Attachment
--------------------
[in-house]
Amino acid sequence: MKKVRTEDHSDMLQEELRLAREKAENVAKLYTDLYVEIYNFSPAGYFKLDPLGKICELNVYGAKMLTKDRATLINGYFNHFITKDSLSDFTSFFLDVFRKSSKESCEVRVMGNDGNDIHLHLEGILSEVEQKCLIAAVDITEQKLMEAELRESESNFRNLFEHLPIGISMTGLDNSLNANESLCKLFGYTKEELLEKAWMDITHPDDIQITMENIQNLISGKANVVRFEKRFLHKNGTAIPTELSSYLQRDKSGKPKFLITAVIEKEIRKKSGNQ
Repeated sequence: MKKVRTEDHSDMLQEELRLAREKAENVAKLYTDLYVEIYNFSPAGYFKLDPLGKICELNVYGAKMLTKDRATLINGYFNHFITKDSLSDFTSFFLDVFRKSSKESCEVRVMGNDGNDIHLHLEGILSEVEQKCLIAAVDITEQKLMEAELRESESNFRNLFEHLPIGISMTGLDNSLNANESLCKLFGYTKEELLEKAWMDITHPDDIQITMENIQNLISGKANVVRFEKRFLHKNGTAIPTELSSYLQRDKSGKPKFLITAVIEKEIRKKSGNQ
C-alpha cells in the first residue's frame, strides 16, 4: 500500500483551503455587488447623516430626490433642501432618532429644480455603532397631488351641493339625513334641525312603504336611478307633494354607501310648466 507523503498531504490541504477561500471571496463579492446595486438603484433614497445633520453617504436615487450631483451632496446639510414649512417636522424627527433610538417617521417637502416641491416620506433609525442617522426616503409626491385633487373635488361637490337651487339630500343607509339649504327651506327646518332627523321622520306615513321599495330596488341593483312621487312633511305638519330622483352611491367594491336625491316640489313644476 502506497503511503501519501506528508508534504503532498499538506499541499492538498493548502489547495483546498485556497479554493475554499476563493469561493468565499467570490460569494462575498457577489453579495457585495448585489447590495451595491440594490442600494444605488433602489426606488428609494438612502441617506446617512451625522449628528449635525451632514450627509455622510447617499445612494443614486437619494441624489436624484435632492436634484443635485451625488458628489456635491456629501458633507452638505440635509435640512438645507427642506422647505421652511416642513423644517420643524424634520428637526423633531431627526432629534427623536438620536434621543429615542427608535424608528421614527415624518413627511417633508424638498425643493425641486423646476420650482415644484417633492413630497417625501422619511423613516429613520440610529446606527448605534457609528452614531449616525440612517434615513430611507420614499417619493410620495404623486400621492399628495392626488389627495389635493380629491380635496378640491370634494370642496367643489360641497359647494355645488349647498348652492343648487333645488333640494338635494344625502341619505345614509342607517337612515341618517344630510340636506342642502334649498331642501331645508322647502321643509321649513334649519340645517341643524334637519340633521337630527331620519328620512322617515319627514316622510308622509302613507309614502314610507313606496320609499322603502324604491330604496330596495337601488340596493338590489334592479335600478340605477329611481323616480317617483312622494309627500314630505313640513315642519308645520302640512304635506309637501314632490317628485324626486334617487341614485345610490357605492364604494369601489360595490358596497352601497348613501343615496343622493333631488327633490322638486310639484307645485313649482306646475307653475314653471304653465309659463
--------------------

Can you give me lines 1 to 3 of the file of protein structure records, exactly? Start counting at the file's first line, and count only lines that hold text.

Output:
[in-house]
Amino acid sequence: MKKVRTEDHSDMLQEELRLAREKAENVAKLYTDLYVEIYNFSPAGYFKLDPLGKICELNVYGAKMLTKDRATLINGYFNHFITKDSLSDFTSFFLDVFRKSSKESCEVRVMGNDGNDIHLHLEGILSEVEQKCLIAAVDITEQKLMEAELRESESNFRNLFEHLPIGISMTGLDNSLNANESLCKLFGYTKEELLEKAWMDITHPDDIQITMENIQNLISGKANVVRFEKRFLHKNGTAIPTELSSYLQRDKSGKPKFLITAVIEKEIRKKSGNQ
Repeated sequence: MKKVRTEDHSDMLQEELRLAREKAENVAKLYTDLYVEIYNFSPAGYFKLDPLGKICELNVYGAKMLTKDRATLINGYFNHFITKDSLSDFTSFFLDVFRKSSKESCEVRVMGNDGNDIHLHLEGILSEVEQKCLIAAVDITEQKLMEAELRESESNFRNLFEHLPIGISMTGLDNSLNANESLCKLFGYTKEELLEKAWMDITHPDDIQITMENIQNLISGKANVVRFEKRFLHKNGTAIPTELSSYLQRDKSGKPKFLITAVIEKEIRKKSGNQ